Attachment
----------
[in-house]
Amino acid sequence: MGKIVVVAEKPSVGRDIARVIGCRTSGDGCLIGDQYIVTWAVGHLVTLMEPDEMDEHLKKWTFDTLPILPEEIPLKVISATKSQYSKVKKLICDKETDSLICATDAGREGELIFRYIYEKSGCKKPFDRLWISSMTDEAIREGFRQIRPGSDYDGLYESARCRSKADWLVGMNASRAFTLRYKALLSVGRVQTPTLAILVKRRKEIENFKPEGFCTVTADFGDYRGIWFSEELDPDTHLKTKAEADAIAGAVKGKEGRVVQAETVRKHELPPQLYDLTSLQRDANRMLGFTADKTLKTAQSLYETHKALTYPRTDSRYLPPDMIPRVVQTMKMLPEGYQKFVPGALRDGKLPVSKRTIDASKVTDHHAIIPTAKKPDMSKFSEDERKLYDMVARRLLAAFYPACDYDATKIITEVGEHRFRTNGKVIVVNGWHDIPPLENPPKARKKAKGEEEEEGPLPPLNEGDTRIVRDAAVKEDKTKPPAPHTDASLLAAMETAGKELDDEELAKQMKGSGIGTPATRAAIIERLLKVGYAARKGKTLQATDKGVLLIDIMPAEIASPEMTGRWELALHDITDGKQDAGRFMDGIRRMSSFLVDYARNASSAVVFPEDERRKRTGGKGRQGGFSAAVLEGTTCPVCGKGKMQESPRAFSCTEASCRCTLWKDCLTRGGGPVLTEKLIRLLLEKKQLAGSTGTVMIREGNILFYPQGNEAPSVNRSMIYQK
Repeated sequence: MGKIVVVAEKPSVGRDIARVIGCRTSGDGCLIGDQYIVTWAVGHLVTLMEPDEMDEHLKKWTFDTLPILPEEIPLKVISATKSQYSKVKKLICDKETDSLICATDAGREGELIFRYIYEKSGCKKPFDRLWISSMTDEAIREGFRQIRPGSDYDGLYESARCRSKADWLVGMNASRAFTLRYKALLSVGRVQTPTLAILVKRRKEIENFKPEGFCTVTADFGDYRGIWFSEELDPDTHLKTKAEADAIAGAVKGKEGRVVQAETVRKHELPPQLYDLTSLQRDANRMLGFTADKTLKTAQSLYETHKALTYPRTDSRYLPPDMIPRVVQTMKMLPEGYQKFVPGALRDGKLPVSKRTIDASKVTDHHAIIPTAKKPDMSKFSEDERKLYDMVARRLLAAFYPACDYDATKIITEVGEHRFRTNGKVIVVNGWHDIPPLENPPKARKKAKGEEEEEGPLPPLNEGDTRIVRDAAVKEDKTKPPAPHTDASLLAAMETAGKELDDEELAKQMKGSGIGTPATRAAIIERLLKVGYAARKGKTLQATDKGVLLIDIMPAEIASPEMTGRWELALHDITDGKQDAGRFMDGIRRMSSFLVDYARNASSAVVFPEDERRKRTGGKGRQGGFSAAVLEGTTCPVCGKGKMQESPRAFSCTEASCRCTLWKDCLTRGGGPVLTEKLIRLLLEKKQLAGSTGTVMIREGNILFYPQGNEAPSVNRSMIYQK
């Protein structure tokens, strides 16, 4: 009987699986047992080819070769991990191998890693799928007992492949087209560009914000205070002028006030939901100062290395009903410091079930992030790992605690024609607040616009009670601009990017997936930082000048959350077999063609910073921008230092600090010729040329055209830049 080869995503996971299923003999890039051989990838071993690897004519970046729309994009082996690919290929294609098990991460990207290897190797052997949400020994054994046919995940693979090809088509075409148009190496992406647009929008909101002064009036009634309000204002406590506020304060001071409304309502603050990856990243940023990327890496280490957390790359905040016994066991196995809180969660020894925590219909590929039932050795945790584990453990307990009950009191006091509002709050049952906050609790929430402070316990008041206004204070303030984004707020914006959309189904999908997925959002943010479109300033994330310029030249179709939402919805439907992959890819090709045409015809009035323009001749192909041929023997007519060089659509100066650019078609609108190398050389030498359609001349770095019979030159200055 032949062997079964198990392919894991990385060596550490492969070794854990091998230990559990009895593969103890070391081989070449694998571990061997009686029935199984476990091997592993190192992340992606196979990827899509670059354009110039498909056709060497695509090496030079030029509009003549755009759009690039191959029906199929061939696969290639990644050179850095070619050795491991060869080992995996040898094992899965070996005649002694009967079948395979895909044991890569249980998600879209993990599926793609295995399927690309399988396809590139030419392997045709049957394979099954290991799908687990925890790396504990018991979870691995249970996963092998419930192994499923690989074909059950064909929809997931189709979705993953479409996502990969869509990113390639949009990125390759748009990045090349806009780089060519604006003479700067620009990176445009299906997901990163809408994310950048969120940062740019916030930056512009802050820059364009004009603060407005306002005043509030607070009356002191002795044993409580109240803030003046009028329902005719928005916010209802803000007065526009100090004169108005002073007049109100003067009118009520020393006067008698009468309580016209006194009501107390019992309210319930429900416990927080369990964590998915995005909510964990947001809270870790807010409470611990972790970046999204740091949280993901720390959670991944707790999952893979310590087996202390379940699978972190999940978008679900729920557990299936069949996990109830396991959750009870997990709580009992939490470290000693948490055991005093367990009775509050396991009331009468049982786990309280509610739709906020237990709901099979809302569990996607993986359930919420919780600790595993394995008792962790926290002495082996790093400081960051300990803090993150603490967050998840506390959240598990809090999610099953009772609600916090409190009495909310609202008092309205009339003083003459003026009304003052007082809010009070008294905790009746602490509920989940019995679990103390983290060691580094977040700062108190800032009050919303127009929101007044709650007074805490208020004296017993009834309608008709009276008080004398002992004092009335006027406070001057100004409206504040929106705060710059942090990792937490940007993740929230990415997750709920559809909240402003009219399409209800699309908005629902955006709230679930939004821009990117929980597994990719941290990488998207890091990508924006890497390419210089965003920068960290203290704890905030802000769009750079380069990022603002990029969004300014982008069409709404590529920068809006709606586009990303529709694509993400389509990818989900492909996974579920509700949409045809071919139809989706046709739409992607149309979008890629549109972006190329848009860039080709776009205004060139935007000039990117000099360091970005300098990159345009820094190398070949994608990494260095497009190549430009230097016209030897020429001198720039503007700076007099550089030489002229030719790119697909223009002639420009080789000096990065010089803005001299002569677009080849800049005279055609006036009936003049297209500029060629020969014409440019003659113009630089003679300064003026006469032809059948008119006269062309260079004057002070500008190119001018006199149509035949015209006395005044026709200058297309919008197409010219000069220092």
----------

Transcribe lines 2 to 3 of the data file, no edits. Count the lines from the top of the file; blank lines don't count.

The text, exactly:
Amino acid sequence: MGKIVVVAEKPSVGRDIARVIGCRTSGDGCLIGDQYIVTWAVGHLVTLMEPDEMDEHLKKWTFDTLPILPEEIPLKVISATKSQYSKVKKLICDKETDSLICATDAGREGELIFRYIYEKSGCKKPFDRLWISSMTDEAIREGFRQIRPGSDYDGLYESARCRSKADWLVGMNASRAFTLRYKALLSVGRVQTPTLAILVKRRKEIENFKPEGFCTVTADFGDYRGIWFSEELDPDTHLKTKAEADAIAGAVKGKEGRVVQAETVRKHELPPQLYDLTSLQRDANRMLGFTADKTLKTAQSLYETHKALTYPRTDSRYLPPDMIPRVVQTMKMLPEGYQKFVPGALRDGKLPVSKRTIDASKVTDHHAIIPTAKKPDMSKFSEDERKLYDMVARRLLAAFYPACDYDATKIITEVGEHRFRTNGKVIVVNGWHDIPPLENPPKARKKAKGEEEEEGPLPPLNEGDTRIVRDAAVKEDKTKPPAPHTDASLLAAMETAGKELDDEELAKQMKGSGIGTPATRAAIIERLLKVGYAARKGKTLQATDKGVLLIDIMPAEIASPEMTGRWELALHDITDGKQDAGRFMDGIRRMSSFLVDYARNASSAVVFPEDERRKRTGGKGRQGGFSAAVLEGTTCPVCGKGKMQESPRAFSCTEASCRCTLWKDCLTRGGGPVLTEKLIRLLLEKKQLAGSTGTVMIREGNILFYPQGNEAPSVNRSMIYQK
Repeated sequence: MGKIVVVAEKPSVGRDIARVIGCRTSGDGCLIGDQYIVTWAVGHLVTLMEPDEMDEHLKKWTFDTLPILPEEIPLKVISATKSQYSKVKKLICDKETDSLICATDAGREGELIFRYIYEKSGCKKPFDRLWISSMTDEAIREGFRQIRPGSDYDGLYESARCRSKADWLVGMNASRAFTLRYKALLSVGRVQTPTLAILVKRRKEIENFKPEGFCTVTADFGDYRGIWFSEELDPDTHLKTKAEADAIAGAVKGKEGRVVQAETVRKHELPPQLYDLTSLQRDANRMLGFTADKTLKTAQSLYETHKALTYPRTDSRYLPPDMIPRVVQTMKMLPEGYQKFVPGALRDGKLPVSKRTIDASKVTDHHAIIPTAKKPDMSKFSEDERKLYDMVARRLLAAFYPACDYDATKIITEVGEHRFRTNGKVIVVNGWHDIPPLENPPKARKKAKGEEEEEGPLPPLNEGDTRIVRDAAVKEDKTKPPAPHTDASLLAAMETAGKELDDEELAKQMKGSGIGTPATRAAIIERLLKVGYAARKGKTLQATDKGVLLIDIMPAEIASPEMTGRWELALHDITDGKQDAGRFMDGIRRMSSFLVDYARNASSAVVFPEDERRKRTGGKGRQGGFSAAVLEGTTCPVCGKGKMQESPRAFSCTEASCRCTLWKDCLTRGGGPVLTEKLIRLLLEKKQLAGSTGTVMIREGNILFYPQGNEAPSVNRSMIYQK